[Thrifting Adventures] Al’s Music, Fire

The fire destroyed nine businesses in the Federal Way, Washington complex, including one of the three Al’s Music, Video, and Games stores. It’s not clear if it was arson. “It’s just fortunate there was a space between the buildings.” Al’s is one of the remaining family businesses specializing in used media that haven’t been swept up by the ubiquity of online retail. Let’s cover what’s helping them stay relevant in this somber Thrifting Adventures episode.

I first visited Al’s when I was in college in the early 2000s. Their Seattle location was a magical place to discover rare media and I was hooked! It was a hidden gem.

Online retail wasn’t really the ubiquitous thing then it is now. If you were looking for anything outside The Top 100, and not even anything all that rare or limited edition, you only had a few options. You couldn’t order it online or download it. If it wasn’t in a mail-away and your friends didn’t have it, you had to hunt it down in a used media store that would stock the rare, the cool, and the junk. Between those three, you could usually find that unusual CD or videogame that wasn’t readily available in the big box media stores.

Their display shelves were also like mini museums filled with oddities, rarities, and other eccentric or extreme esoteria that you could buy if you wanted a nice trophy piece for your growing collection.

Now, as time and technology went on, you can buy basically anything that has ever been produced given enough patience. Stores like Al’s were demystified. What were once vital locations for exploring cultural landscapes have become quaint escapes. It’s become so easy to buy anything online and have it arrive in a week or so. Road trips out to stores like this aren’t as exciting anymore, which could lead to financial ruin, even without having a building destroyed overnight. I don’t think this has to be the end for stores like this! The thrill of thrifting has just migrated online.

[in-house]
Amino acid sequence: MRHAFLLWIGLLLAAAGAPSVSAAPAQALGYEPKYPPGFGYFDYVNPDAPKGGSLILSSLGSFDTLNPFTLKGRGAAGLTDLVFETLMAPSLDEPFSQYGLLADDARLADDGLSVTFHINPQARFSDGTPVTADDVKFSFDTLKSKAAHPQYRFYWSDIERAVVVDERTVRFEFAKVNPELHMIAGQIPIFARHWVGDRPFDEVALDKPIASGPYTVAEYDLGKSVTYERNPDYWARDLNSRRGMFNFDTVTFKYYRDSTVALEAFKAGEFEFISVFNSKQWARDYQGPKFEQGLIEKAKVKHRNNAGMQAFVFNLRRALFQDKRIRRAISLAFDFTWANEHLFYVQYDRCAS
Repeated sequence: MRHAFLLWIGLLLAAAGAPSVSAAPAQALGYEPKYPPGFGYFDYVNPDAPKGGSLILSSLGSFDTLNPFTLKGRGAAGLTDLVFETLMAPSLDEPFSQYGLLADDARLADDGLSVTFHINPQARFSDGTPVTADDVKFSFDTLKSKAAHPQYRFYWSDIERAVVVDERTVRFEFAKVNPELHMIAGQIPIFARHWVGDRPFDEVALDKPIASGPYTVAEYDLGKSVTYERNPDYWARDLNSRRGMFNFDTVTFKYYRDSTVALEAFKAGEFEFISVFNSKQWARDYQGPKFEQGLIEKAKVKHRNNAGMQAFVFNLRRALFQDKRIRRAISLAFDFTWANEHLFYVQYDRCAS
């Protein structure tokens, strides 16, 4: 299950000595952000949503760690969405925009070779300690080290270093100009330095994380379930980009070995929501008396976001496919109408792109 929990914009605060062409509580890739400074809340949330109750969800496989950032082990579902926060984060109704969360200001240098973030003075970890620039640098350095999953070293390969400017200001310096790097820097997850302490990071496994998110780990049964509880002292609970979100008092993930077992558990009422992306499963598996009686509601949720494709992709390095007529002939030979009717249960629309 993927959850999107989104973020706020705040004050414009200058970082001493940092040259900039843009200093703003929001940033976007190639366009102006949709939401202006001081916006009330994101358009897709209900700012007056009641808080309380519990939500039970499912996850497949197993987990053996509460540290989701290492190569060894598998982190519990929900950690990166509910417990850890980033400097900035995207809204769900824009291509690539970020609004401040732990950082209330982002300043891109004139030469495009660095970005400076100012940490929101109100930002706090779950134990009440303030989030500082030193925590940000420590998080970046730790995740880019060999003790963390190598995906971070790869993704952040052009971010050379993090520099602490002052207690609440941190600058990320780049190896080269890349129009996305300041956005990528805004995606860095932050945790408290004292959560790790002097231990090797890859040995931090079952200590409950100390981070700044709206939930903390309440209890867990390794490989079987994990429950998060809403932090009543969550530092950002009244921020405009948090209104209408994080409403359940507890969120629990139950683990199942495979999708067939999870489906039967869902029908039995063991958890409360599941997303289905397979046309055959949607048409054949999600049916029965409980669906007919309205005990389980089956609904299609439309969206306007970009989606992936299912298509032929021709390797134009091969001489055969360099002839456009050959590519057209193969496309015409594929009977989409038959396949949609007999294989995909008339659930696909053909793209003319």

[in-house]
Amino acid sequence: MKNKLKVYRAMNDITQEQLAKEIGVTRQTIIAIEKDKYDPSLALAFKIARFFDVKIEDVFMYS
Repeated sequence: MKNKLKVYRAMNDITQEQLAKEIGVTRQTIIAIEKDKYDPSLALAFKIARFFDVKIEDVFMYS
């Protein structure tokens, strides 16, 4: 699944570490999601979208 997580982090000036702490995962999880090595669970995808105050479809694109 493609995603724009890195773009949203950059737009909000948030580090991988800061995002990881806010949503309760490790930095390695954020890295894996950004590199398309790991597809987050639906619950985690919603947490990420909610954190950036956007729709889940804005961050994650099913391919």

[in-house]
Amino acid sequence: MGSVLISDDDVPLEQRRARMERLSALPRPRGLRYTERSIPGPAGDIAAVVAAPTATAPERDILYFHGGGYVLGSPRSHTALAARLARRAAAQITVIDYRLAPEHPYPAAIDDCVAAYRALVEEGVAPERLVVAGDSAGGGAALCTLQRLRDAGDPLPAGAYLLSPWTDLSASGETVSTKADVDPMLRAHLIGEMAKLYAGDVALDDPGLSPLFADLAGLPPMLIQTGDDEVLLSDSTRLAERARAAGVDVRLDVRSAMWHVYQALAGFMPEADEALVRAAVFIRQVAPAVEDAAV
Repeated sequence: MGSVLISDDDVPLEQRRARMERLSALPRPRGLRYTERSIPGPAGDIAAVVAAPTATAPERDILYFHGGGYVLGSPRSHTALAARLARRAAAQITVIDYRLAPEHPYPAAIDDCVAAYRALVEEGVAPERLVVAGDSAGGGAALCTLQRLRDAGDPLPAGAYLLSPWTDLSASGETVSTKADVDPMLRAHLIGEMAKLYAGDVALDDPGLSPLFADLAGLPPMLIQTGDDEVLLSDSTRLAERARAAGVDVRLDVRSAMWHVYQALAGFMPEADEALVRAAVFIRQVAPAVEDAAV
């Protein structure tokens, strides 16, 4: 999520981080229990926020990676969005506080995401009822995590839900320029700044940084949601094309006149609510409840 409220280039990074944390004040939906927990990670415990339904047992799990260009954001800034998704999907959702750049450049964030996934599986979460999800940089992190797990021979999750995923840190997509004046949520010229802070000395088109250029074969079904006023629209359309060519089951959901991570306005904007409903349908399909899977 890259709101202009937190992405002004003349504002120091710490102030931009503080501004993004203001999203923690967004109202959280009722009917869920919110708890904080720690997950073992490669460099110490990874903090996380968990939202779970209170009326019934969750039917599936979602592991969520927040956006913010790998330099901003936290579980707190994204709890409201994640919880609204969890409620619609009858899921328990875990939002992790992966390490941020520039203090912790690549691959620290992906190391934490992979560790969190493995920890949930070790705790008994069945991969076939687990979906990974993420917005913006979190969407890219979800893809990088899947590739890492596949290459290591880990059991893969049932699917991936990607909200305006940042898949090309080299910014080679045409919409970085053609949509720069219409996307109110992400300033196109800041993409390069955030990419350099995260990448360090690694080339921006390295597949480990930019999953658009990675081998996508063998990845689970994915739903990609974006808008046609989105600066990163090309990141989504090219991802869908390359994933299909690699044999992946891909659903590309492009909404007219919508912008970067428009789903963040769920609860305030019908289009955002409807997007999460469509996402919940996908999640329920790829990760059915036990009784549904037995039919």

There’s still value in brick-and-mortar stores in 2017. There’s a certain “try it before you buy it” mentality that’s still thriving, even in this age of depreciation for physical media. There’s still hope!

Some stores are adapting well to the digital frontier by listing their valuable inventory online while hosting the physical inventory in stores. Kirkland, Washington store Amazing Heroes covers both fronts. They’ll remove an item from their online store if someone buys it in person and they’ll ship out an item from inventory if someone purchased it online. This sort of business model benefits both types of customers: the ones that enjoy the thrill of the hunt and the ones that just want the trophy. Developing an online store can also help Al’s rebound and thrive in the face of destruction.

If nothing else, opting to support businesses in your area over the more convenient online options can go a long way toward keeping niche small businesses in business.

[7/5 Update: Cause of fire unknown.]

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